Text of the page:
The Las Vegas Convention and Visitors Authority (LVCVA) has kicked off a $600m renovation of the Las Vegas Convention Center’s (LVCC) legacy campus, with a ceremonial groundbreaking held Tuesday. The update aims to upgrade the North, Central, and South Halls, bringing them in line with the renovations done to the $1 billion West Hall in 2021.
Key features of the renovation include a new outdoor plaza and indoor lobby at the South Hall, a climate-controlled interior concourse between the North and South Halls, and a Grand Lobby between the North and Central Halls. The renovation is expected to finish in 2025, and the construction will seek to minimize disruption to scheduled trade shows.
The LVCC is represented by Miller Project Management Group, which oversees the construction of the project, while Klai Juba Wald is serving as the architect of record. A joint venture comprised of the Hunt Construction Group and the Penta Building Group serves as the contractor.
The project will be funded through the LVCVA’s general fund, bonds, and proceeds from the sale of a 10-acre Riviera parcel. Las Vegas has been the US’ number one trade show destination for nearly three decades, and the LVCVA is committed to remaining first “for another three decades,” according to Steve Hill, the LVCVA’s President and CEO. “This renovation will provide our customers with an experience that will make them want to come back year after year.”
The convention sector continues to significantly contribute to Southern Nevada’s economy, with nearly 15m square feet of meeting and event space throughout the destination. In 2022, Las Vegas hosted nearly five million convention attendees, whose spending during their stay directly supported an estimated 38,000 jobs, $2.1 billion in wages, and $7.5 billion in economic impact.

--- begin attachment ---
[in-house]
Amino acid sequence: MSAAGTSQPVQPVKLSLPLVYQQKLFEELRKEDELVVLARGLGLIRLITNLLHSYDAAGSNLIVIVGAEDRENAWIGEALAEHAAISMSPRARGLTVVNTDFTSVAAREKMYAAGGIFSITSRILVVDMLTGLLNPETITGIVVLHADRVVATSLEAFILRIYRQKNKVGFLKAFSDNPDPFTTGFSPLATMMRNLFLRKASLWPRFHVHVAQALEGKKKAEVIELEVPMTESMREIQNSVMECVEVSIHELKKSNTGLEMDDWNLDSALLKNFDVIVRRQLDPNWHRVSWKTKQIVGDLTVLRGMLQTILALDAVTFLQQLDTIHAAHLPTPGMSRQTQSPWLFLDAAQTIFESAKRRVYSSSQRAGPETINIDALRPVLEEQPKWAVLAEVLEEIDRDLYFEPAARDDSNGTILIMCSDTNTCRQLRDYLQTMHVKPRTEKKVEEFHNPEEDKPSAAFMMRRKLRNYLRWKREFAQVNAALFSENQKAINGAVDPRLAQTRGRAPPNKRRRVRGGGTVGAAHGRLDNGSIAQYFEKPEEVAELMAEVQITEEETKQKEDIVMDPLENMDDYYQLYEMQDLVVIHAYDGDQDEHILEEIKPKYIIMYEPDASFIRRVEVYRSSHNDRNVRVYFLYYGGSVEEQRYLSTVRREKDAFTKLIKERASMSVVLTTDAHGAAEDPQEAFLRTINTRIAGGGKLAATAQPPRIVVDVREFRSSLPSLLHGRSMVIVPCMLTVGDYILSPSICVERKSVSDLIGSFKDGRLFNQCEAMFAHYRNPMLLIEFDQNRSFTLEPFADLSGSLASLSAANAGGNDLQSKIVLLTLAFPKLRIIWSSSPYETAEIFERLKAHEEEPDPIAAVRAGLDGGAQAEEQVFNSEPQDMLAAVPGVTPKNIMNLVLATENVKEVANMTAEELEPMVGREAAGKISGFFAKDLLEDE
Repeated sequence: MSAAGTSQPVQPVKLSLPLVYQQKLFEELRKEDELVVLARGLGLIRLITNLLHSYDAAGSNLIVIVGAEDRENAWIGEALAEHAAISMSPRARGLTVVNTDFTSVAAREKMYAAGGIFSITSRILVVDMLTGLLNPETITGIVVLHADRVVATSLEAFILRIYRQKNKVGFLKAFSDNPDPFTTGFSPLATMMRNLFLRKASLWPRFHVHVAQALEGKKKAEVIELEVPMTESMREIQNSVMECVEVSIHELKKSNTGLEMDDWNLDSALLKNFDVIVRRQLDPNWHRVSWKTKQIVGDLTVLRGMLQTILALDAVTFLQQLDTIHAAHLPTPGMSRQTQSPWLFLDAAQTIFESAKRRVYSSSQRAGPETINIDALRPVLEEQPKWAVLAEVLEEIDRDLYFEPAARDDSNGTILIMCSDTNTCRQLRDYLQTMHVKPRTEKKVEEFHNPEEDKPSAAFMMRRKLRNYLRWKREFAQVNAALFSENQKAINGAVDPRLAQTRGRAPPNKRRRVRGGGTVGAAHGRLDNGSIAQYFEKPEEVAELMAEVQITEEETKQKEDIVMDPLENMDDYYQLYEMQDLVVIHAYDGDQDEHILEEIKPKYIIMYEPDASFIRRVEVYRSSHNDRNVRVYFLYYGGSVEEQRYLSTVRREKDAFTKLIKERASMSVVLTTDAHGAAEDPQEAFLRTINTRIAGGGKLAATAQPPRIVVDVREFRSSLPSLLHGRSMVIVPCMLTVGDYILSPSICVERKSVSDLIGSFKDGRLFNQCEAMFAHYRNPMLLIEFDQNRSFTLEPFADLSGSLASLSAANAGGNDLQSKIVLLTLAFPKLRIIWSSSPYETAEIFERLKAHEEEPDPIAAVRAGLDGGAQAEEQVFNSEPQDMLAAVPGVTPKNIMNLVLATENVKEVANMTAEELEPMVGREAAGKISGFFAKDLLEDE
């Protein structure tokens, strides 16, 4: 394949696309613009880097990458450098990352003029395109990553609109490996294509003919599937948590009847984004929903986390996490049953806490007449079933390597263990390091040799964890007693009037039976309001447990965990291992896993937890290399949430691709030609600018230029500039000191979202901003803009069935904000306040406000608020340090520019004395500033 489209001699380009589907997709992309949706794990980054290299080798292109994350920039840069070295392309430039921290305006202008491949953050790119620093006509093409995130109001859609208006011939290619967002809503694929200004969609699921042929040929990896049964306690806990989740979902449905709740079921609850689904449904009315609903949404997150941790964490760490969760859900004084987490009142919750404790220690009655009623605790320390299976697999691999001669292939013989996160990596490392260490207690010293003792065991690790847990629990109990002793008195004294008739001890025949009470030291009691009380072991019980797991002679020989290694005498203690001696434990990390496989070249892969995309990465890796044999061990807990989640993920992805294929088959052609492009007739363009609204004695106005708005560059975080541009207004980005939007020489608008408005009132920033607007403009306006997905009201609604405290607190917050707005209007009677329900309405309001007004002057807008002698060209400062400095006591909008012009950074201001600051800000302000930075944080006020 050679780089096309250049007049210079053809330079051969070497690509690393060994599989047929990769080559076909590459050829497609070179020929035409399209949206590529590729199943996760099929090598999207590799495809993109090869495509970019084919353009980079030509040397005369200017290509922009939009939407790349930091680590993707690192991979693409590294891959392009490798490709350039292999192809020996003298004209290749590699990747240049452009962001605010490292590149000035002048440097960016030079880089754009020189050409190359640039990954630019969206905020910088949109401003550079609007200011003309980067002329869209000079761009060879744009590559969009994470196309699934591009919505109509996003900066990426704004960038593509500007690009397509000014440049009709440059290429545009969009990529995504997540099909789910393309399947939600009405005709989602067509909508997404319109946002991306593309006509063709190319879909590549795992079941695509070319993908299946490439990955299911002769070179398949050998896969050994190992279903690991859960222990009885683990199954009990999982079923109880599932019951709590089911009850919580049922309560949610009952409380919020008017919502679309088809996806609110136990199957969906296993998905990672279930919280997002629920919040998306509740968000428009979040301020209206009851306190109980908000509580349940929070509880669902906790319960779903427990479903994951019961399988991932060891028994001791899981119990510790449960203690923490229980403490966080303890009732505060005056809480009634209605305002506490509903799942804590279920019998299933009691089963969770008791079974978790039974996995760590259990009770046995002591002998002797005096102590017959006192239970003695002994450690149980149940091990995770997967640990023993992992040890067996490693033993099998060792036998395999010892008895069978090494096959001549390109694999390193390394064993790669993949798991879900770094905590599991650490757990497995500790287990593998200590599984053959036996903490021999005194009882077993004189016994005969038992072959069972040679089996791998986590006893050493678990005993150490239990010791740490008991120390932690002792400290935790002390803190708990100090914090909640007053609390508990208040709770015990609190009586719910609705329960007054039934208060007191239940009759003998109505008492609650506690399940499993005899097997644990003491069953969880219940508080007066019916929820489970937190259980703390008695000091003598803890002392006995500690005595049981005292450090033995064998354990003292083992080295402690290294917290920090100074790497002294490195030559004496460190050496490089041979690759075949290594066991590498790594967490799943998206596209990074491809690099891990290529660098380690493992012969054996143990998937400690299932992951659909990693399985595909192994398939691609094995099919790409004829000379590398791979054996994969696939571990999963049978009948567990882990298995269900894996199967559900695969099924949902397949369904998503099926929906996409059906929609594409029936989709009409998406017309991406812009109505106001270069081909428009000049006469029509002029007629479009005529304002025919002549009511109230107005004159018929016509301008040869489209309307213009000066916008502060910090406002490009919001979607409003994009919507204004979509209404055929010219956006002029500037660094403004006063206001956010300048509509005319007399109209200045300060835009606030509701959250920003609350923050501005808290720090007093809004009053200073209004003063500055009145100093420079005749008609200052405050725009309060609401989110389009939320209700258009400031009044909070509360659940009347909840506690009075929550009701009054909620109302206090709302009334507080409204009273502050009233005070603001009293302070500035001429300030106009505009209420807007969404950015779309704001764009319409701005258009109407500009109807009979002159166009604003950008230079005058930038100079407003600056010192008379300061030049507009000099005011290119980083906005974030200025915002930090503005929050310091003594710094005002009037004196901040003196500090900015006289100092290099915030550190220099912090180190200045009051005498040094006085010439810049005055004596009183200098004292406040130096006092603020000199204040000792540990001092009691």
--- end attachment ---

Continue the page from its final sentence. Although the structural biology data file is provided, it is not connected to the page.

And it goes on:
The renovation of the LVCC was set in motion in 2016 during the special session of the Nevada Legislature. Senate Bill No. 1 (SB1) was put in place to help fund the creation of the West Hall and the renovation of the LVCC’s existing campus, along with Allegiant Stadium.
While construction of the $1 billion West Hall moved forward, the renovation of the legacy campus was delayed due to the pandemic. In August 2022, the LVCVA Board of Directors approved design and construction plans for the remaining projects.
Construction work on the project actually began before the groundbreaking ceremony, in early April 2023, with roughly 600 onsite construction workers building new executive offices and a new boardroom.
Steve Hill was joined by LVCVA Board Chairman Jim Gibson at the 30-minute groundbreaking at the South Hall plaza entrance on the east end of the Convention Center. Prior to the groundbreaking, the board held a meeting where it got the first look at its $463.4 million 2023-24 fiscal year general fund budget, a 5.8 percent increase over the current fiscal year’s financial plan.
The LVCVA is projecting record revenue of $448 million, mostly from room taxes that are increasing as a result of rising visitation and higher room rates.